Transforming 500 workstations into smaller desks

We helped one client reduce their furniture waste by transforming 500 unwanted large workstations into smaller versions to fit their new workspace. The workstations were dismantled, and the legs and table tops cut down to fit the new required sizes before being put back together again. Any excess metals and plastics were recycled, and desktop cut-offs reused in waste-to-energy schemes.

The Waste Impact Report is still in progress, however, the current estimate is a saving of over 50% in CO2 emissions by reusing the workstations rather than procuring new ones.

Reusing parts of 100 chairs and recycling the remaining components

For one client, we were able to reuse their chairs aside from the stand and spokes. The remaining parts were sorted and recycled.


Zero waste to landfill through reuse, resale and donations

We helped our client divert an estimated 658 tonnes of CO2 from landfill by reusing, reselling or donating their unwanted office furniture. By donating a portion of their surplus furniture, our client was also able to generate £80,000, split between four charities.

3. Recycle

Of course, some items can't be reused. In this case, the item is returned to our operations centre for recycling. All waste is sorted into categories, including cardboard, paper, plastics and metal, which is then taken away to recycling centres. 

Klavs explains how important the process of collecting and sorting materials for recycling is:

"We treat waste as a valuable resource. We treat it respectfully, ensuring that cardboard is kept clean so it's easy to recycle. We're careful to separate paper and plastics and keep different plastics separate. You see, every time we recycle plastics, they lose a bit of their original quality. That's why we take extra care to handle them properly, so they can be transformed into a cleaner material during the recycling process."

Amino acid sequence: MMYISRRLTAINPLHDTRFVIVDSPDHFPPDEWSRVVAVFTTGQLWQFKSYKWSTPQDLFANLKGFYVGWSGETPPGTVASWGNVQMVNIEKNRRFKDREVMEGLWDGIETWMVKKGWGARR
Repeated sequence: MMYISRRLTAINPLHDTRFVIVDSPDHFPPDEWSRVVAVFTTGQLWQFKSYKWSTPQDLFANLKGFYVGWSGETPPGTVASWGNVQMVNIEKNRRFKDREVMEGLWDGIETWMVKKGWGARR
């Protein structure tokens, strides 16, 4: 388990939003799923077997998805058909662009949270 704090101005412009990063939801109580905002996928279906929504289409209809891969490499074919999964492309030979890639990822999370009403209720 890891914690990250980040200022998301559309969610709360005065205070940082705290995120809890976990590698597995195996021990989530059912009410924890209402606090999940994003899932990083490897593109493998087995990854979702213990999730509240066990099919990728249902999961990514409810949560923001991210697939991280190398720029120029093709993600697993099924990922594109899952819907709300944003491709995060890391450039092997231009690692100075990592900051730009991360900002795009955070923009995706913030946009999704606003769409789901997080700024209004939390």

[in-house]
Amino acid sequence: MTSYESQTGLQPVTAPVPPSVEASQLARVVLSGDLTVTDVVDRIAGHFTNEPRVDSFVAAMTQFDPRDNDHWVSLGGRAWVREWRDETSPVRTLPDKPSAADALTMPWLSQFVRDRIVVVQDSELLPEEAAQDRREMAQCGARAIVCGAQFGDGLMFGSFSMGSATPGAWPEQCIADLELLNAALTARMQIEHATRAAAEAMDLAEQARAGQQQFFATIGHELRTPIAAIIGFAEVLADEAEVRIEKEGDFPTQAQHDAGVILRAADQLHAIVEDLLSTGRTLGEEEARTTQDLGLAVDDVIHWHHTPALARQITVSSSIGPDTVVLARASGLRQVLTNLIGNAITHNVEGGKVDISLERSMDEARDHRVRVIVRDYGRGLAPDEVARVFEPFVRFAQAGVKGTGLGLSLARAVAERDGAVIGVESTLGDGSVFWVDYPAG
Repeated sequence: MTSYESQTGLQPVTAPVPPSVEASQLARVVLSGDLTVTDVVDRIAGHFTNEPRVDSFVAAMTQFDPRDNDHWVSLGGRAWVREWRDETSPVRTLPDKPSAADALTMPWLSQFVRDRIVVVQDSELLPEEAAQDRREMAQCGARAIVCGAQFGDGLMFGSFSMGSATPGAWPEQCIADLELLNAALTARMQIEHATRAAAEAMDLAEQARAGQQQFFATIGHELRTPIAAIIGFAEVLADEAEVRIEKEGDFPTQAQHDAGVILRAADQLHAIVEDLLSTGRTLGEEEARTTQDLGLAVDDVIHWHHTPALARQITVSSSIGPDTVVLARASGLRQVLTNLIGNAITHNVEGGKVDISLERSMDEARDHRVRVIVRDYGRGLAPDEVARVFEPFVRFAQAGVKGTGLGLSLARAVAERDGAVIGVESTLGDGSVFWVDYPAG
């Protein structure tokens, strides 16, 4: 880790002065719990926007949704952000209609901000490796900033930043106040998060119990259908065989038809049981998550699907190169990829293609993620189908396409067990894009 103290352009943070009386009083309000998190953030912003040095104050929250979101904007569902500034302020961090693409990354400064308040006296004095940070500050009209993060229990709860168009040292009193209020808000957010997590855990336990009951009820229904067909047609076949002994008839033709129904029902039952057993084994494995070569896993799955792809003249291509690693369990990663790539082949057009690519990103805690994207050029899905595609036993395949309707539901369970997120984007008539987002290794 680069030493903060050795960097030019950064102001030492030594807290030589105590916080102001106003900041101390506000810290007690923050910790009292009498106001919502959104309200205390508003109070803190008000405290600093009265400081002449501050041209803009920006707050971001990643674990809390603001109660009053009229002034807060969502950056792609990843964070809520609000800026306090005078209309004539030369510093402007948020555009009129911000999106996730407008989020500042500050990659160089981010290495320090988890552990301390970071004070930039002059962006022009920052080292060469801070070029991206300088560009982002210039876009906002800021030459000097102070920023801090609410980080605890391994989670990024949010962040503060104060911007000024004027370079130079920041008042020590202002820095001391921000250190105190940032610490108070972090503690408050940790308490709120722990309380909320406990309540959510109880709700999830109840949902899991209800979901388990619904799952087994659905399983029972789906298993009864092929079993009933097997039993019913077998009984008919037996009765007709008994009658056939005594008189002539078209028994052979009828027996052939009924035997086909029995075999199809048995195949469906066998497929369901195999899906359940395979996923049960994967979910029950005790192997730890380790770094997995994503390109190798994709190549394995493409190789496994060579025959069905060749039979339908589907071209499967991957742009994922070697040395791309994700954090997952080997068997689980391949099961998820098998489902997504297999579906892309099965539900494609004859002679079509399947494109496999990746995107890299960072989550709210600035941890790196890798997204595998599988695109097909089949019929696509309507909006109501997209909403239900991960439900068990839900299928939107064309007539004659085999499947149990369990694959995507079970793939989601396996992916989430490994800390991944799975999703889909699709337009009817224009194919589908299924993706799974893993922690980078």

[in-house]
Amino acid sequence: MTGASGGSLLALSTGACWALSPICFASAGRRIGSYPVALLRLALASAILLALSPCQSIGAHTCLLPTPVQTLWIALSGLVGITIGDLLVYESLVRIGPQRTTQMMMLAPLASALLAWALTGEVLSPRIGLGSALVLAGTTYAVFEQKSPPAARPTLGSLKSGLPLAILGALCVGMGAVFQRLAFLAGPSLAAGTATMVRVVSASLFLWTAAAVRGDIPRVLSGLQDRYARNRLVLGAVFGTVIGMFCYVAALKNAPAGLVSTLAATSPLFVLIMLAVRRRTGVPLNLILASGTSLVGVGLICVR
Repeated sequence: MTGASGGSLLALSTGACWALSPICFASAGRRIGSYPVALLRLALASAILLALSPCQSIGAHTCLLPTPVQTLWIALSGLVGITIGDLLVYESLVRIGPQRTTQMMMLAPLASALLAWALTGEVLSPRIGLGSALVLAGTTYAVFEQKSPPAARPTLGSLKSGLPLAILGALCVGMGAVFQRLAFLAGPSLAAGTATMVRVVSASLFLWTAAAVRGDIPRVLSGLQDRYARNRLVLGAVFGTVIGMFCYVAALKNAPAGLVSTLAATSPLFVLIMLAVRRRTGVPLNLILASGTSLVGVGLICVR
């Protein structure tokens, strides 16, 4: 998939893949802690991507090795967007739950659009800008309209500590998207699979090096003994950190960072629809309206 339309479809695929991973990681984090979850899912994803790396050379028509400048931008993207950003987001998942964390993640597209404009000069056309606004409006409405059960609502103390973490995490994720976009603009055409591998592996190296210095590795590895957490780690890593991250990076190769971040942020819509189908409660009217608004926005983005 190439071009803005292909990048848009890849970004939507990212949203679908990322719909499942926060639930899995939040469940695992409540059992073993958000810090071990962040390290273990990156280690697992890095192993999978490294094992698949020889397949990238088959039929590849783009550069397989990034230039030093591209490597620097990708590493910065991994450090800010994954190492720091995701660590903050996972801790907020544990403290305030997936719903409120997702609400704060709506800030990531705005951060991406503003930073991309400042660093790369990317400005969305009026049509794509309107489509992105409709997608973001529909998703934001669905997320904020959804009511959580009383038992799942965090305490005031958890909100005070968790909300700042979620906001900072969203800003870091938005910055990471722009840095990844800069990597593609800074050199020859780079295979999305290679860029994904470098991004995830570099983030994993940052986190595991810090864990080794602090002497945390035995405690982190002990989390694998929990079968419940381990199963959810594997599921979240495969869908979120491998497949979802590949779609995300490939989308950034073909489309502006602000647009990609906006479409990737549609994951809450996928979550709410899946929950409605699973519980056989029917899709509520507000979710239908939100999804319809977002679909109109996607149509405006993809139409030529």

4. Recovery

All other operational waste that cannot be recycled is compacted and taken away to be reused in waste-to-energy schemes

Waste-to-energy serves as a good alternative for managing non-recyclable waste. It involves converting non-recyclable waste materials into usable energy forms, such as heat, electricity, or fuel. Through various processes, the energy content of the waste is harnessed and utilised to power homes, businesses, and even industries.

While waste-to-energy processes do produce emissions, modern technologies and strict regulations minimise their environmental impact. In addition, the energy generated from waste can displace the need for fossil fuels, which reduces greenhouse gas (GHG) emissions associated with traditional energy resources.

5. Disposal

Disposal is the final step in the waste hierarchy model, and it is always the last resort when all other waste management options have been exhausted. At IE, none of our operational waste goes to landfill, and we provide the same commitment when working with our clients. 


IE is committed to applying the waste hierarchy model to our operations and office refurbishments. By prioritising waste prevention, promoting reuse, and implementing recycling and recovery processes, we strive to minimise our environmental impact and achieve zero waste to landfill. 

If you'd like to learn more about our ESG commitments, visit our sustainability page. Or, to find out more about working with us, get in touch